Anti-Discrimination Framework

There is great diversity within the homeless population. Some sub-populations are over-represented in Canada including Indigenous People and other racialized communities, and amongst youth, LGBTQ persons. Why does this matter? Although homelessness is stigmatizing for all people who experience it, many individuals are doubly and triply marginalized due to racism, sexism and homophobia. In fact, discrimination is an identifiable cause of homelessness, for if people experience active discrimination that impacts on their ability to obtain adequate housing, work or an education, this can contribute to their experience of poverty and vulnerability to homelessness. Unfortunately many people continue to experience its negative impact once on the streets, from strangers, other homeless persons and unfortunately, from many service providers.

If homelessness services are the last refuge for such individuals and families – that is, they have no where else to go – then it is incumbent upon the sector to ensure that service providers do not further contribute to discrimination and marginalization. No organization should accept policies or practices that are homophobic or racist, for instance. As an example, transgender youth should be able to expect the full rights, respect and the protection that they are most certainly entitled to. Young women – many of whom have experienced sexual exploitation and assault – should not be forced into services that include mixed gender clientele, as this may impact on their safety and well-being. Homelessness services – including emergency services should then not only institute anti-discrimination policies, but should ensure that they are practiced, which means providing training and support for staff and ensuring compliance measures are in place. The first rule of emergency supports should be to do no harm. Homelessness as a social and economic problem is in many ways about marginalization; the crisis response should not further entrench this.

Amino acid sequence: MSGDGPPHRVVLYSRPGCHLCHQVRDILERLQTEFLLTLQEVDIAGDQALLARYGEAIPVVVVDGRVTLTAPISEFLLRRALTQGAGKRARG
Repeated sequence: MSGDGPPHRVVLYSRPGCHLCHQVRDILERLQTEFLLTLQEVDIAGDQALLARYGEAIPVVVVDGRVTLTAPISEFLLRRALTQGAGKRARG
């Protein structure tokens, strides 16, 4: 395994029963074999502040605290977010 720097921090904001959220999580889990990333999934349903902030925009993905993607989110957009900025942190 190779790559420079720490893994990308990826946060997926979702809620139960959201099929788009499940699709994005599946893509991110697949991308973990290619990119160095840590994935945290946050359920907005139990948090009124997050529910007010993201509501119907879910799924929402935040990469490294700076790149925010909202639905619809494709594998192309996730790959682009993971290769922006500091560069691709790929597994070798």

FROM: Gaetz, S. (2014). Coming of Age - Reimagining the Response to Youth Homelessness in Canada. Homeless Hub Research Report Series.